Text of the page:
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Thurnwald/Turnvald/Turnwald/Turnvalt

Thurnwald/Turnvald/Turnwald/Turnvalt

Posted: 10 Oct 2012 3:53AM GMT
Classification: Query
Surnames: Thurnwald/Turnvald/Turnwald/Turnvalt/ Krasnohorska/Pechova
My Grandpa, Josef Thurnwald born 26/02/1920 - lived in Klatovy, West Bohemia, Czech Republic. Came to Australia and changed his surname to Thurnwald (Unsure on the original spelling please see above). He hasn't shared much information with us about his family. I don't know his parents/siblings names. But we do know that his Aunt was Eliska Krasnohorska (born Alzbeta Pechova)- we know that as he insisted my middle name be Eliska. Could anyone give me some ideas on where I might find information on my ancestors?

Re: Thurnwald/Turnvald/Turnwald/Turnvalt

Posted: 10 Oct 2012 4:21AM GMT
Classification: Query

Re: Thurnwald/Turnvald/Turnwald/Turnvalt

Posted: 10 Oct 2012 4:40AM GMT
Classification: Query
Parrish books for Klatovy http://actapublica.eu/matriky/plzen/?akce=hledat&hl_sign...

You won´t find your grandpa here, books for year 1920 are not in archives yet, but perhaps you could find some of his family.

Parrish books for Plzeň (that´s where Eliška´s family lived for while) http://actapublica.eu/matriky/plzen/?akce=hledat&hl_sign... If you´re lucky, you could find a Thurnwald/Pechová wedding there.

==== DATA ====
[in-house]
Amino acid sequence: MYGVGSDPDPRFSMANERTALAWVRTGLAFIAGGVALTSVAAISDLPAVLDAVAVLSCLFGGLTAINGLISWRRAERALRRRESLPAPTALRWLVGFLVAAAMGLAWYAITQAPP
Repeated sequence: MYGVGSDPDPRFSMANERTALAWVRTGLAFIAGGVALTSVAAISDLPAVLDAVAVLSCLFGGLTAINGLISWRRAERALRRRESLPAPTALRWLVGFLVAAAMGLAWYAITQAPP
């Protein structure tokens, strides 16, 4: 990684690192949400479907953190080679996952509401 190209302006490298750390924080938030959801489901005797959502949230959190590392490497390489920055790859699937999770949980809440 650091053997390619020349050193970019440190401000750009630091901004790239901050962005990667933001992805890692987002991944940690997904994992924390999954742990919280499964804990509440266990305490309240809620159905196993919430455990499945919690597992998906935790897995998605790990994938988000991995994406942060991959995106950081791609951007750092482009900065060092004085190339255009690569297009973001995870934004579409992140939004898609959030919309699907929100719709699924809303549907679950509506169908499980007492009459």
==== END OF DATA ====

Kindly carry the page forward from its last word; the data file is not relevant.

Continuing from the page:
Re: Thurnwald/Turnvald/Turnwald/Turnvalt

Posted: 10 Oct 2012 10:35PM GMT
Classification: Query
I would suggest that the original spelling of this name was Thurnwald. In earlier days in German "th" was used instead of "t" with exactly the same pronounciation as "T" - e.g. "das Thal" (the valley) nowadays "das Tal" (the valley). In addition the "d" at the end of a word has a much sharper sound than the English "d" and at the end of a word sounds more like a "t". The variation in the spellings probably came because he was trying to simplify things in an English speaking country where these points were not known. Although he was born in Czechslovakia, which was created in 1919 from parts of the Austro-Hungarian Empire, there were a lot of German speaking people there at that time and the name is obviously German not Czech. The Czech Republic only came into being in the 1990s when Slovakia split from Czechoslovakia and two republics, Czech and Slovakian were created. Hope this helps a bit.
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